FAST FACTS HAWAII
Mortgage rates edge back up
WASHINGTON » Rates on 30-year mortgages, after dropping to their lowest point in four months, edged up this week.
Freddie Mac, the mortgage company, reported today that 30-year, fixed-rate mortgages averaged 6.34 percent this week, up slightly from last week's 6.31 percent, which had been the lowest level since May 17.
Rates on 15-year fixed-rate mortgages averaged 5.98 percent this week. Rates on five-year adjustable rate mortgages averaged 6.21 percent, while one-year ARMs averaged 5.65 percent. A year ago, 30-year mortgages stood at 6.4 percent, 15-year mortgages were at 6.06 percent, five-year ARMS averaged 6.08 percent and one-year ARMs were at 5.54 percent.
Nasdaq to sell stake to Borse Dubai
NEW YORK >> Nasdaq Stock Market Inc.
struck a complex deal to sell a 20 percent stake to the state-owned Borse Dubai in return for control of Sweden's leading stock market, but the plan met with some questions from U.S. politicians concerned it would raise security issues.
The sale of the Nasdaq stake is part of a flurry of cross-border handshaking unveiled yesterday that holds potential to remake the already shifting landscape of global stock exchanges.
If enacted, the Nasdaq deal would let the exchange meet a long-held goal of planting a flag overseas as its larger rival, the New York Stock Exchange, did this year with the acquisition of Paris-based Euronext.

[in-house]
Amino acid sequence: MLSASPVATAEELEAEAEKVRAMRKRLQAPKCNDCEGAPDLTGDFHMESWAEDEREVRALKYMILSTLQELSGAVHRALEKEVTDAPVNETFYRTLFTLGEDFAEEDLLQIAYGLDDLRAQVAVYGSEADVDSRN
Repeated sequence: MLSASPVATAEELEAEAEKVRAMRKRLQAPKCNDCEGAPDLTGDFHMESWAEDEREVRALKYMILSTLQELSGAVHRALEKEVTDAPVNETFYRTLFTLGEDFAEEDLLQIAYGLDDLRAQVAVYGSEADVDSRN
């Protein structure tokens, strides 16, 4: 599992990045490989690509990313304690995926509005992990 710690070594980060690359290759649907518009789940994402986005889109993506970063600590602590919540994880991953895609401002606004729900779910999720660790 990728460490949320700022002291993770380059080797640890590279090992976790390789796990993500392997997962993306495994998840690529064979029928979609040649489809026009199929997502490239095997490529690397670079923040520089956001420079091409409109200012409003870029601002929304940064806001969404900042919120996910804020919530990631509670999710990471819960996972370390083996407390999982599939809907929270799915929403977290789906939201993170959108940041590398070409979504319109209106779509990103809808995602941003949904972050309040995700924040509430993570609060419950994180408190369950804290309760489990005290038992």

GM and union continue talks
DETROIT » Negotiators for General Motors Corp.
and the United Auto Workers, trying to craft a new contract, are still discussing the automaker's proposal to pay the union to form a trust and take over the company's huge retiree health care obligation, according to two people who have been briefed on the talks.
The people, who spoke on condition of anonymity because the talks are private, said noneconomic issues, which include grievance procedures, absenteeism and other items, had been settled.
The discussions about the trust took place even though UAW President Ron Gettelfinger on Tuesday rejected a GM offer on the trust, called a Voluntary Employees Beneficiary Association, or VEBA, according to one of the people briefed on the talks.
Oracle profit tops expectations
SAN FRANCISCO » Business software maker Oracle Corp.
overcame the recent economic turbulence that raised recession anxieties to deliver a fiscal first-quarter performance that topped analyst expectations.
The Redwood Shores-based company said yesterday that it earned $840 million, or 16 cents per share, for the three months ended in August. That represented a 25 percent improvement from net income of $670 million, or 13 cents per share, at the same time last year.
If not for stock option expenses, Oracle said it would have made 22 cents per share -- a penny above the average estimate of analysts polled by Thomson Financial.
Nike said yesterday that it plans to explore the sale of its Nike Bauer Hockey subsidiary. Also, the company reported net income of $569.7 million, or $1.12 per share, for the quarter ended Aug. 31, up 51 percent from $377.2 million, or 74 cents per share, for the same period a year earlier.
Goldman Sachs Group Inc. yesterday reported third-quarter results well ahead of Wall Street projections, as the world's largest investment bank took full advantage of its diversity to overcome a debt crisis. Rival Bear Stearns Cos. wasn't as lucky.